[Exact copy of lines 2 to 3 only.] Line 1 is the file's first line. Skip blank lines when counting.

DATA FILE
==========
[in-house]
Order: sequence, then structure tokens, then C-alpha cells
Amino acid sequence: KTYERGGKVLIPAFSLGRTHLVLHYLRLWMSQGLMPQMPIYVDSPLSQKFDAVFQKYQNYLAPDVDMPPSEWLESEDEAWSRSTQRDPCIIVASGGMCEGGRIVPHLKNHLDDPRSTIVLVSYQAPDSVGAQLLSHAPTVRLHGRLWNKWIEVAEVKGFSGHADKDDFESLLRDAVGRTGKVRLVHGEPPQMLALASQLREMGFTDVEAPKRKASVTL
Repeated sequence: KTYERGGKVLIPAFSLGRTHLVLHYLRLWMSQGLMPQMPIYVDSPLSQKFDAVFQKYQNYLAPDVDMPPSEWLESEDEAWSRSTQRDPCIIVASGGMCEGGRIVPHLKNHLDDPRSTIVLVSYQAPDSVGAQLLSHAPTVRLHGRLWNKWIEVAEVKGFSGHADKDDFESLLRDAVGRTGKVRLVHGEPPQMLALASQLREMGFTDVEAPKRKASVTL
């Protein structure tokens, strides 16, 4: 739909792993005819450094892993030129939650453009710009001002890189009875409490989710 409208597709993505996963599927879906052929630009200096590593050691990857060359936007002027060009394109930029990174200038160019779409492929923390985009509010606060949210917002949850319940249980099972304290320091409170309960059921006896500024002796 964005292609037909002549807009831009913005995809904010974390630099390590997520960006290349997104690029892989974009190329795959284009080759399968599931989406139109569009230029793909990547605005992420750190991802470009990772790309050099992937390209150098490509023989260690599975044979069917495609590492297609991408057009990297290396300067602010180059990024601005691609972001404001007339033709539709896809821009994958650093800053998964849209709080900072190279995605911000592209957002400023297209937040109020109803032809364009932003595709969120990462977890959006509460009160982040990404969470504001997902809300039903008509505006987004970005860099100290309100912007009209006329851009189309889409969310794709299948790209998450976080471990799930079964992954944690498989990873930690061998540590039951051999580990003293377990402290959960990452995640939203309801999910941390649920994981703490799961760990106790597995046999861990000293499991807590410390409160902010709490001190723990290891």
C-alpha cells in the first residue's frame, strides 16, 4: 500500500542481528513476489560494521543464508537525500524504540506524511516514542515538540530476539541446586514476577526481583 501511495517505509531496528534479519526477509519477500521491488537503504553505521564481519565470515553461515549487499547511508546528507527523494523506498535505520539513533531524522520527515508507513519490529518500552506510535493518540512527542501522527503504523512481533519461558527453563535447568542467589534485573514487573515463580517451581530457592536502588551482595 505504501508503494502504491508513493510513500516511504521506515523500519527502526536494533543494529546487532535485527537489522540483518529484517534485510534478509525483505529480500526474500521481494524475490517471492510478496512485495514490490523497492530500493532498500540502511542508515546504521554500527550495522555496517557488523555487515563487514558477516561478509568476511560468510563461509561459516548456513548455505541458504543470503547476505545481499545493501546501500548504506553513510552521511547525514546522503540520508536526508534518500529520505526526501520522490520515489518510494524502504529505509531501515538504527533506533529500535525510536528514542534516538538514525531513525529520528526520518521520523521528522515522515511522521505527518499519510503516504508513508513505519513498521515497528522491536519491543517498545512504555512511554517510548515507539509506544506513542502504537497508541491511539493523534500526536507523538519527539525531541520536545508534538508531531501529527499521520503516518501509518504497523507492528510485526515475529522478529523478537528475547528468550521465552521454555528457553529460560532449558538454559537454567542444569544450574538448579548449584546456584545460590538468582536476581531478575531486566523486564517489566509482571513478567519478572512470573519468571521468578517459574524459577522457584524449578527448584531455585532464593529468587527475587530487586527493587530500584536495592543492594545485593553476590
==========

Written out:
Order: sequence, then structure tokens, then C-alpha cells
Amino acid sequence: KTYERGGKVLIPAFSLGRTHLVLHYLRLWMSQGLMPQMPIYVDSPLSQKFDAVFQKYQNYLAPDVDMPPSEWLESEDEAWSRSTQRDPCIIVASGGMCEGGRIVPHLKNHLDDPRSTIVLVSYQAPDSVGAQLLSHAPTVRLHGRLWNKWIEVAEVKGFSGHADKDDFESLLRDAVGRTGKVRLVHGEPPQMLALASQLREMGFTDVEAPKRKASVTL